What are diabetes organs? Pancreas and Liver are considering as diabetes organs, which are responsible for glucose metabolism.
Diabetes pancreas, liver & muscle cells
Glucose metabolism involves small intestine, pancreas, liver, and muscle cell. If there are, any problem with any of this diabetes organ leads to a defect in glucose metabolism and can develop diabetes.
The pancreas produces various enzymes that aid in the digestive process, additionally to convert glucose into energy. The pancreas secretes different enzyme and hormones, which include insulin requires for the digestion and absorption of food. The glucose utilization in the body is controlling by the insulin. Your body tissues need insulin for proper glucose absorption, and an exception is your brain. If your pancreas fails to produce or secretes sufficient amount of insulin, leads to elevated blood glucose level called diabetes mellitus.
Functions of Insulin hormone
Insulin is a hormone, which controls and comments (signals) the whole glucose metabolism process. Digestion of food releases glucose (first nutrient released from food, which energies the entire body) into the bloodstream. On seeing the high level of glucose in the blood, the pancreas releases a certain quantity of insulin concerning the level of glucose in the blood to normalize the blood-glucose level.
Insulin as a commenting signal
- to muscle cells that inform there is enough glucose available for consumption
- it is the commenting signal to the liver to stop converting glycogen to glucose and releasing of glucose in the bloodstream.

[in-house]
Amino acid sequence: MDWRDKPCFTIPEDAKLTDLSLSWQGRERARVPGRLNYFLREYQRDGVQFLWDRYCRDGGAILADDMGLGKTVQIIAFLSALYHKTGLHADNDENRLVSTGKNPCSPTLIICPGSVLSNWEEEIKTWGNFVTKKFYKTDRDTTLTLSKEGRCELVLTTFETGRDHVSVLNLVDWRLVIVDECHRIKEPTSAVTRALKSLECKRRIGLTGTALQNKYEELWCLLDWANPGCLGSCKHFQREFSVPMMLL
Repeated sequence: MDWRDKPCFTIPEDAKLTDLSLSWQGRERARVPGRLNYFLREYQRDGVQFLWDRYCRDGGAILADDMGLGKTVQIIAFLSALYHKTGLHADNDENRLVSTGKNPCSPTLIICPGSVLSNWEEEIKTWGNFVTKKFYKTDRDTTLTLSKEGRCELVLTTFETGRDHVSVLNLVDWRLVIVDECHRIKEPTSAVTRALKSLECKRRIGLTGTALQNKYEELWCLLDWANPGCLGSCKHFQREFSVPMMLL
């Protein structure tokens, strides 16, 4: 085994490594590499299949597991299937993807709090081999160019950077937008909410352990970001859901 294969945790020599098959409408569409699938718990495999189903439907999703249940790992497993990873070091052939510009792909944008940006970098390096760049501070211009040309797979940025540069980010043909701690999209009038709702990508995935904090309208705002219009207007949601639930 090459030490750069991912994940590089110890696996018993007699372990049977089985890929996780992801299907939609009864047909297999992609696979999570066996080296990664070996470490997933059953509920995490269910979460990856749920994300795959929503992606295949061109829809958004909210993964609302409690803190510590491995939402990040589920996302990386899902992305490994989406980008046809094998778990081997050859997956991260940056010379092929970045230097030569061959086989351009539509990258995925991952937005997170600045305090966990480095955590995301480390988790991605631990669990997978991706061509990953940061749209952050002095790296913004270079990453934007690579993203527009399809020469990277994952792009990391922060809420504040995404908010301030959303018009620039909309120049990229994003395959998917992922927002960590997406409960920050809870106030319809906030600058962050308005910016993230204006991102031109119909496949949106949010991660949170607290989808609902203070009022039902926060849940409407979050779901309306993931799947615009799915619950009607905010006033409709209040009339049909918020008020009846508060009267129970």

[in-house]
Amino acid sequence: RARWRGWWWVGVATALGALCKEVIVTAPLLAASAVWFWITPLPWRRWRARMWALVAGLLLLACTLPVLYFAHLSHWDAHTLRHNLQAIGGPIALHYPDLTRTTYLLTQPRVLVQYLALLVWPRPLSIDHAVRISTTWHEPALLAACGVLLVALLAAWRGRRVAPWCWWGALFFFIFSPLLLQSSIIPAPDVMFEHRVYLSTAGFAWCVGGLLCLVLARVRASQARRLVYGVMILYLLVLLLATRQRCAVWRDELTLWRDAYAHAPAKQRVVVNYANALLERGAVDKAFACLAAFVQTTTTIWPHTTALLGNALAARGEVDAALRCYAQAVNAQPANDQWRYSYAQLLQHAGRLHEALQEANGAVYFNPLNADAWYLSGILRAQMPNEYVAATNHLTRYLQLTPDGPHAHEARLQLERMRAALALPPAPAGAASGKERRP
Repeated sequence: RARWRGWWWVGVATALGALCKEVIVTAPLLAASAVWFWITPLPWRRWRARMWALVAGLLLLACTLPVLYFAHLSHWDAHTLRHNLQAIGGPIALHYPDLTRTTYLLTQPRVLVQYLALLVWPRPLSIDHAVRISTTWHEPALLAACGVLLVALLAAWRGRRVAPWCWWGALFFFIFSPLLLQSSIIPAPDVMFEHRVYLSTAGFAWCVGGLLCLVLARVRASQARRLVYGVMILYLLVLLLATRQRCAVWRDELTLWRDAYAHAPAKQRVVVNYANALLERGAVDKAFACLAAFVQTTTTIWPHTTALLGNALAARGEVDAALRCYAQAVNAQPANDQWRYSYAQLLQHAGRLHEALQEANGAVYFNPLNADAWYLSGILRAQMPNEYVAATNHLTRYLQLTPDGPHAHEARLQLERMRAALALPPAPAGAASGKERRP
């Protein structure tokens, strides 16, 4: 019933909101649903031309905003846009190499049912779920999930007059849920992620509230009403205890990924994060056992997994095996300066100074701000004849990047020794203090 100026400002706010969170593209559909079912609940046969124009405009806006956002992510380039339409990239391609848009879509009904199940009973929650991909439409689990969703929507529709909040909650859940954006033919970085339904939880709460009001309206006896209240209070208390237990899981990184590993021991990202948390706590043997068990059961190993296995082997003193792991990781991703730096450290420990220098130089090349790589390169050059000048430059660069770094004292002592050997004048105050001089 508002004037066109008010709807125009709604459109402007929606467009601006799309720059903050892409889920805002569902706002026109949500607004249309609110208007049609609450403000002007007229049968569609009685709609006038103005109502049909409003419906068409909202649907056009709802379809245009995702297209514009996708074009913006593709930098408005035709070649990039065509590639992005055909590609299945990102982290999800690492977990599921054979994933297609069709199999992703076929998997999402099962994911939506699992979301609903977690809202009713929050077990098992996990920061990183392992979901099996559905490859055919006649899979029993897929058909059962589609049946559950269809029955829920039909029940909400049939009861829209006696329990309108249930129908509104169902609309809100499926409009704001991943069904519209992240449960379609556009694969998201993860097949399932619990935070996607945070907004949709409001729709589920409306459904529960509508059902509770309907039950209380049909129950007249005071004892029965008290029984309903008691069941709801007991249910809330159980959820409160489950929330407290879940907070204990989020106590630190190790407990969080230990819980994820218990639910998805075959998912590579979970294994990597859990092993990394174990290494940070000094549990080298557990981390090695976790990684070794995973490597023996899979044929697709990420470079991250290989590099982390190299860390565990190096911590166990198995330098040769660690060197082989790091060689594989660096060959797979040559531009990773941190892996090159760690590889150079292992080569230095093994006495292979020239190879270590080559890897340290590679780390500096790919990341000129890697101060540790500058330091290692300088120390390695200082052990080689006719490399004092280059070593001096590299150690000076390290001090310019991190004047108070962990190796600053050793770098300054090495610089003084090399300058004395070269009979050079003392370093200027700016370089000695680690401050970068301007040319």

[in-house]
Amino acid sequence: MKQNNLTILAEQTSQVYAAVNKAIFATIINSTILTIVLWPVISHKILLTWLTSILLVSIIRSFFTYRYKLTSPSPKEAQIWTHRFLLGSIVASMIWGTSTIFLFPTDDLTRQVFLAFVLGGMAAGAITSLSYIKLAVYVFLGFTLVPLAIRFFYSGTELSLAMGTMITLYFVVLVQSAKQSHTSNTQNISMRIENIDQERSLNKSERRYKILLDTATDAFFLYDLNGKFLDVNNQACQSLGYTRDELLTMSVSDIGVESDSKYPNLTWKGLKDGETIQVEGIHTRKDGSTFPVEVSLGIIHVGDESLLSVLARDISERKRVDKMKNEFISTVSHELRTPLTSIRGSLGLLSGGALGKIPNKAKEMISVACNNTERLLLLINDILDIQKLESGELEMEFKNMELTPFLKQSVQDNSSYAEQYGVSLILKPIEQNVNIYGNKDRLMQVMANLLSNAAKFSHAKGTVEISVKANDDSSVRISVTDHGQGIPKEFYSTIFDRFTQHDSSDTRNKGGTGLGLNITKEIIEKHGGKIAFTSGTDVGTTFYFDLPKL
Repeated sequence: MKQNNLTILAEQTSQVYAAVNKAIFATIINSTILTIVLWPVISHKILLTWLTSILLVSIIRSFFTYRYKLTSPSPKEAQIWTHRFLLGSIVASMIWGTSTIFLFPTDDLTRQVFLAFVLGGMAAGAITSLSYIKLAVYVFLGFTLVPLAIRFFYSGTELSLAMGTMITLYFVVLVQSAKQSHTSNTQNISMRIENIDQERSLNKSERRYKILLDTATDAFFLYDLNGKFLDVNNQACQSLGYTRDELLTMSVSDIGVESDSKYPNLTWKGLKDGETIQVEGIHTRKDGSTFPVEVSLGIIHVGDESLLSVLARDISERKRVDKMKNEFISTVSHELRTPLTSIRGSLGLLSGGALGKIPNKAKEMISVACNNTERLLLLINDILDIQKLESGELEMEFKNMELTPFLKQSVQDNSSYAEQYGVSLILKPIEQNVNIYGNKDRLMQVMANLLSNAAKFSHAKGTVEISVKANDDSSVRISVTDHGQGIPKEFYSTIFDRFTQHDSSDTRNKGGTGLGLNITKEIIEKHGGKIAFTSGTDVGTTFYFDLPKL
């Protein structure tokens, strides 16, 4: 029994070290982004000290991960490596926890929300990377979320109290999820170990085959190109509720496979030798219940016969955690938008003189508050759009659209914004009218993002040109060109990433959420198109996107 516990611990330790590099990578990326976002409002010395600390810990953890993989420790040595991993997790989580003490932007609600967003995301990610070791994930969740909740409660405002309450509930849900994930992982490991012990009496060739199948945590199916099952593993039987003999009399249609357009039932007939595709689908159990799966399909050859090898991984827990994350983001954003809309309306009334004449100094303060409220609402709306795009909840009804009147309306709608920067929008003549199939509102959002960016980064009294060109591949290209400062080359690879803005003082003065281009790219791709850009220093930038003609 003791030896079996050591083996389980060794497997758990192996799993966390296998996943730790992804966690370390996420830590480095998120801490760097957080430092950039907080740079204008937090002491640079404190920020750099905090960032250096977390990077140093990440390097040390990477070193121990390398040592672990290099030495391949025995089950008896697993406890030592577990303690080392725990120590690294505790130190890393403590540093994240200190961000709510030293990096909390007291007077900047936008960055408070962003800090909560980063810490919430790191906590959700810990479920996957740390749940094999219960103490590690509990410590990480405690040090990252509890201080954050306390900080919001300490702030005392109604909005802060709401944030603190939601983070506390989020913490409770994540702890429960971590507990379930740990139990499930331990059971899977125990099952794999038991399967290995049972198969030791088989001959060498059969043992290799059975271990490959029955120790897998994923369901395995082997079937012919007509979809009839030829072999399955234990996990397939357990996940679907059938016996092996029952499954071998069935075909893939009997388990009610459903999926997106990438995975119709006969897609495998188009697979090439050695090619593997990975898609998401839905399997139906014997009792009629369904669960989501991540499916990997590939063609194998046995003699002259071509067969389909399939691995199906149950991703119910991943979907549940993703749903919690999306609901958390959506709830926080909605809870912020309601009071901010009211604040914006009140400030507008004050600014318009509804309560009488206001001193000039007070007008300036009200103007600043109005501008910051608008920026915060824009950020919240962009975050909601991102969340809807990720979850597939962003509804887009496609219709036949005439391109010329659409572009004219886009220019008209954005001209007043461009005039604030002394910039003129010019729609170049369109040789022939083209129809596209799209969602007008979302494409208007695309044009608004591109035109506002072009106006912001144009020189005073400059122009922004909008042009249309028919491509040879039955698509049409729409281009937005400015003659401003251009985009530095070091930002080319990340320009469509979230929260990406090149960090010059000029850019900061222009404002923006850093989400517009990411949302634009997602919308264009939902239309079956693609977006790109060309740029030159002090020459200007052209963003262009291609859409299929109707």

- If there is a high level of glucose in the blood than the typical requirement, then pancreas release’s a high level of insulin concerning the level of glucose. This high level of insulin is the blood is the commenting signal to the liver to convert available excess glucose in the blood to glycogen and store it for future requirements.
Diabetes and liver
Once after the body cells consume the required glucose, still if the blood-sugar level remains high. Then the liver converts this excess sugar in the bloodstream into glycogen and stores it.
For any reason, if the blood-glucose level drops below a healthy level, mostly when we are in fasting. Our liver immediately responds to this situation by converting glycogen to glucose and released into the bloodstream for our energy needs.
If the liver releases glucose inappropriately, even when there is enough glucose in the blood (and insulin in the blood) may cause diabetes.
Diabetes Muscle cells
If the muscle cells do not consume glucose, even when there are enough glucose and insulin in the blood, called insulin resistance may cause diabetes.
Many studies confirm that a large quantity of fat storage in and around the abdominal organs affect the muscle cell’s sensitivity to the insulin hormone. Therefore, there is a low utilization of insulin, and thus, the blood glucose level in the bloodstream remains high.
Understanding diabetes organ’s defect & Type 2 diabetes
- if the pancreas is not able to release, enough insulin (or needed excess quantity of insulin) may cause Type 2 diabetes.
- If the liver is not sensitive to insulin or/and mistakenly dump glucose into the bloodstream even when enough glucose is already, exist may cause diabetes type 2.
- If the muscles’ cells are not sensitive to insulin, then it is called insulin resistance. Insulin resistance prevents proper burning of the available glucose that raises blood glucose level, causing diabetes.
Diabetes pancreas damage and Type 1 diabetes
- Most of the cases of Type 1 diabetes is due to an autoimmune disorder. Our immune system mistakenly attacks the pancreas by considering it as an enemy and causing damage to “islet cells,” which releases insulin. So there is no or low insulin secretion.
- Certain viruses may attack pancreas causing damage to “islet cells” that leads to no or low insulin secretion, causing Type 1 diabetes.
- Pancreatic disease – affect’s pancreas, leads to diabetes type 1.